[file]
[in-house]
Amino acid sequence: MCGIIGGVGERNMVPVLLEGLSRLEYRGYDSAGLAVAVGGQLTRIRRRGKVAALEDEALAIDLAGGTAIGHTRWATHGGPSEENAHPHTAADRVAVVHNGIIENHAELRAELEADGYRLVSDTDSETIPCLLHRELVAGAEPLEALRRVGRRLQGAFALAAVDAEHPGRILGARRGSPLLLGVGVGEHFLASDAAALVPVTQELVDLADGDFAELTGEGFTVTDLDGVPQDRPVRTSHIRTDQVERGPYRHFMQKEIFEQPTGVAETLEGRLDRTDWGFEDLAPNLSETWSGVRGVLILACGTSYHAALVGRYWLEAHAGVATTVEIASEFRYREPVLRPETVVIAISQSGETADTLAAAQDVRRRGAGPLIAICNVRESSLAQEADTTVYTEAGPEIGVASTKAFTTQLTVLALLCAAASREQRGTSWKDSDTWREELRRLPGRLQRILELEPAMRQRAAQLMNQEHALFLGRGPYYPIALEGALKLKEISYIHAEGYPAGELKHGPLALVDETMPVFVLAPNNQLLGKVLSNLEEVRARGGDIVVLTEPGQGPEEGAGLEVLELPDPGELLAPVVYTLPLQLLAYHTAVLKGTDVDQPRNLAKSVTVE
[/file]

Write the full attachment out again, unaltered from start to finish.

[in-house]
Amino acid sequence: MCGIIGGVGERNMVPVLLEGLSRLEYRGYDSAGLAVAVGGQLTRIRRRGKVAALEDEALAIDLAGGTAIGHTRWATHGGPSEENAHPHTAADRVAVVHNGIIENHAELRAELEADGYRLVSDTDSETIPCLLHRELVAGAEPLEALRRVGRRLQGAFALAAVDAEHPGRILGARRGSPLLLGVGVGEHFLASDAAALVPVTQELVDLADGDFAELTGEGFTVTDLDGVPQDRPVRTSHIRTDQVERGPYRHFMQKEIFEQPTGVAETLEGRLDRTDWGFEDLAPNLSETWSGVRGVLILACGTSYHAALVGRYWLEAHAGVATTVEIASEFRYREPVLRPETVVIAISQSGETADTLAAAQDVRRRGAGPLIAICNVRESSLAQEADTTVYTEAGPEIGVASTKAFTTQLTVLALLCAAASREQRGTSWKDSDTWREELRRLPGRLQRILELEPAMRQRAAQLMNQEHALFLGRGPYYPIALEGALKLKEISYIHAEGYPAGELKHGPLALVDETMPVFVLAPNNQLLGKVLSNLEEVRARGGDIVVLTEPGQGPEEGAGLEVLELPDPGELLAPVVYTLPLQLLAYHTAVLKGTDVDQPRNLAKSVTVE